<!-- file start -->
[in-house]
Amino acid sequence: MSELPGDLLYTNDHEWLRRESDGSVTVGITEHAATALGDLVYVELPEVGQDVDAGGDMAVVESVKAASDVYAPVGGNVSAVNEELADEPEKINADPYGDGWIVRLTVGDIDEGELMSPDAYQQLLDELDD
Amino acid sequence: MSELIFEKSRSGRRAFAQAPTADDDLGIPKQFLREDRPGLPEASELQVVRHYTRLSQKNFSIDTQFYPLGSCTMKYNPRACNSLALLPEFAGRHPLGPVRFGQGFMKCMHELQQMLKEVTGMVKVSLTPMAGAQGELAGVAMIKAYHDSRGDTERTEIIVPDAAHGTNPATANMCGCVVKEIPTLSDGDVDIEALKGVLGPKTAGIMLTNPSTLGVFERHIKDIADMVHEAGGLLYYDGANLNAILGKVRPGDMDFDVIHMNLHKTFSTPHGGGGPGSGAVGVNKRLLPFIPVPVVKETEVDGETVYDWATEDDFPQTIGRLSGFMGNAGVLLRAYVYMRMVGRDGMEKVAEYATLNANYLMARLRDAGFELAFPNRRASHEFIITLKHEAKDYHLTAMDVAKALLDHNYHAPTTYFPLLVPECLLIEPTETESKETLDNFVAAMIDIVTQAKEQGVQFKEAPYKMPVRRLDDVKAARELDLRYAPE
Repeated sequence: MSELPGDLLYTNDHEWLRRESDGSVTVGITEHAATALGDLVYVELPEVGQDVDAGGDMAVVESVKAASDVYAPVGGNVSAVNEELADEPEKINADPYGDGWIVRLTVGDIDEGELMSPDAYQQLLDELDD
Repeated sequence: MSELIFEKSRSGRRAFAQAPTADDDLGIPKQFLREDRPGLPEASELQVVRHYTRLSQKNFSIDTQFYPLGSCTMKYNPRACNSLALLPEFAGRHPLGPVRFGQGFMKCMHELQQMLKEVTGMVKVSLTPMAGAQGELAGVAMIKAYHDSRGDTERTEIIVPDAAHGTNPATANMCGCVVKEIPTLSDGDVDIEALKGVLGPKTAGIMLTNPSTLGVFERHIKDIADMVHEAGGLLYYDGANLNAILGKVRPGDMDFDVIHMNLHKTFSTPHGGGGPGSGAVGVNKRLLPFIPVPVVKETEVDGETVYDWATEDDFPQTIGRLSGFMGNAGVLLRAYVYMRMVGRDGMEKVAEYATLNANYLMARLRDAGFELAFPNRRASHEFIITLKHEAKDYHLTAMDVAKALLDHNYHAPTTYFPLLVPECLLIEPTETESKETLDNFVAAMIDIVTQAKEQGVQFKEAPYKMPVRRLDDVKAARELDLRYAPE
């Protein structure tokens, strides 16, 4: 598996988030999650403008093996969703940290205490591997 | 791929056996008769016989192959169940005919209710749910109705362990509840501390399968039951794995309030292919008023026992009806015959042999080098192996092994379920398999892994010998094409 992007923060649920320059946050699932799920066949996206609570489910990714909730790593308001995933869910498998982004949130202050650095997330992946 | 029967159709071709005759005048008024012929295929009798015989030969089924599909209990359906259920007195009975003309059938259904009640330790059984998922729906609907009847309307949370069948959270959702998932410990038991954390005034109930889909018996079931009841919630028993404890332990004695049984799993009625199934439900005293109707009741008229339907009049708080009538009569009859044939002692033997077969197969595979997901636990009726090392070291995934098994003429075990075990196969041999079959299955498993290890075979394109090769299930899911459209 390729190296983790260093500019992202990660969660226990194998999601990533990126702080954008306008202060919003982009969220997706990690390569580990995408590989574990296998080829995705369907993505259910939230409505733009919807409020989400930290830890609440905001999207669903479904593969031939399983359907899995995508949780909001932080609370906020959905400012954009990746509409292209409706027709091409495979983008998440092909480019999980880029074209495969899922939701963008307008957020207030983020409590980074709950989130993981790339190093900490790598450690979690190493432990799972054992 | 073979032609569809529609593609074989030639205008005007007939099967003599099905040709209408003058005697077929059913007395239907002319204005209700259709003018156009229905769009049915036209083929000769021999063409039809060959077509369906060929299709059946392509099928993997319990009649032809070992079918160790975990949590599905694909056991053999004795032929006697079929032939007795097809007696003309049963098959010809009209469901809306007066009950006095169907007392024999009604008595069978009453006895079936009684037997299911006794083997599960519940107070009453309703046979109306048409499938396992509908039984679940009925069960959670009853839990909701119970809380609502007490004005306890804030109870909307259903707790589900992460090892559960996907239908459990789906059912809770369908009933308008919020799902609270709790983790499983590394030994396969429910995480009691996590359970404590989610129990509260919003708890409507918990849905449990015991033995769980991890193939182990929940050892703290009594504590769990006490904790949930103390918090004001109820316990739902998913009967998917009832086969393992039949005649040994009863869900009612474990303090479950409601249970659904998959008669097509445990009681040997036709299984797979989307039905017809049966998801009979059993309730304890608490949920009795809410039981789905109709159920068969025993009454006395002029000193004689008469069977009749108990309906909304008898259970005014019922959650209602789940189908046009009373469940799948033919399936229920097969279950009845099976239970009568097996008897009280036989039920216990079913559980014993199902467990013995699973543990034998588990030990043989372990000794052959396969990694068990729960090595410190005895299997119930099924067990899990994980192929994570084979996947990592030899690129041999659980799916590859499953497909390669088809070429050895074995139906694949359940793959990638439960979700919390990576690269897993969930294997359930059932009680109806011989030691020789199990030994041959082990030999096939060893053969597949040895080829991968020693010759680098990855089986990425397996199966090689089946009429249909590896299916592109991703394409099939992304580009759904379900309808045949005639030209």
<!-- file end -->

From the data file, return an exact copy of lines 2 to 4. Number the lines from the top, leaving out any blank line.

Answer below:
Amino acid sequence: MSELPGDLLYTNDHEWLRRESDGSVTVGITEHAATALGDLVYVELPEVGQDVDAGGDMAVVESVKAASDVYAPVGGNVSAVNEELADEPEKINADPYGDGWIVRLTVGDIDEGELMSPDAYQQLLDELDD
Amino acid sequence: MSELIFEKSRSGRRAFAQAPTADDDLGIPKQFLREDRPGLPEASELQVVRHYTRLSQKNFSIDTQFYPLGSCTMKYNPRACNSLALLPEFAGRHPLGPVRFGQGFMKCMHELQQMLKEVTGMVKVSLTPMAGAQGELAGVAMIKAYHDSRGDTERTEIIVPDAAHGTNPATANMCGCVVKEIPTLSDGDVDIEALKGVLGPKTAGIMLTNPSTLGVFERHIKDIADMVHEAGGLLYYDGANLNAILGKVRPGDMDFDVIHMNLHKTFSTPHGGGGPGSGAVGVNKRLLPFIPVPVVKETEVDGETVYDWATEDDFPQTIGRLSGFMGNAGVLLRAYVYMRMVGRDGMEKVAEYATLNANYLMARLRDAGFELAFPNRRASHEFIITLKHEAKDYHLTAMDVAKALLDHNYHAPTTYFPLLVPECLLIEPTETESKETLDNFVAAMIDIVTQAKEQGVQFKEAPYKMPVRRLDDVKAARELDLRYAPE
Repeated sequence: MSELPGDLLYTNDHEWLRRESDGSVTVGITEHAATALGDLVYVELPEVGQDVDAGGDMAVVESVKAASDVYAPVGGNVSAVNEELADEPEKINADPYGDGWIVRLTVGDIDEGELMSPDAYQQLLDELDD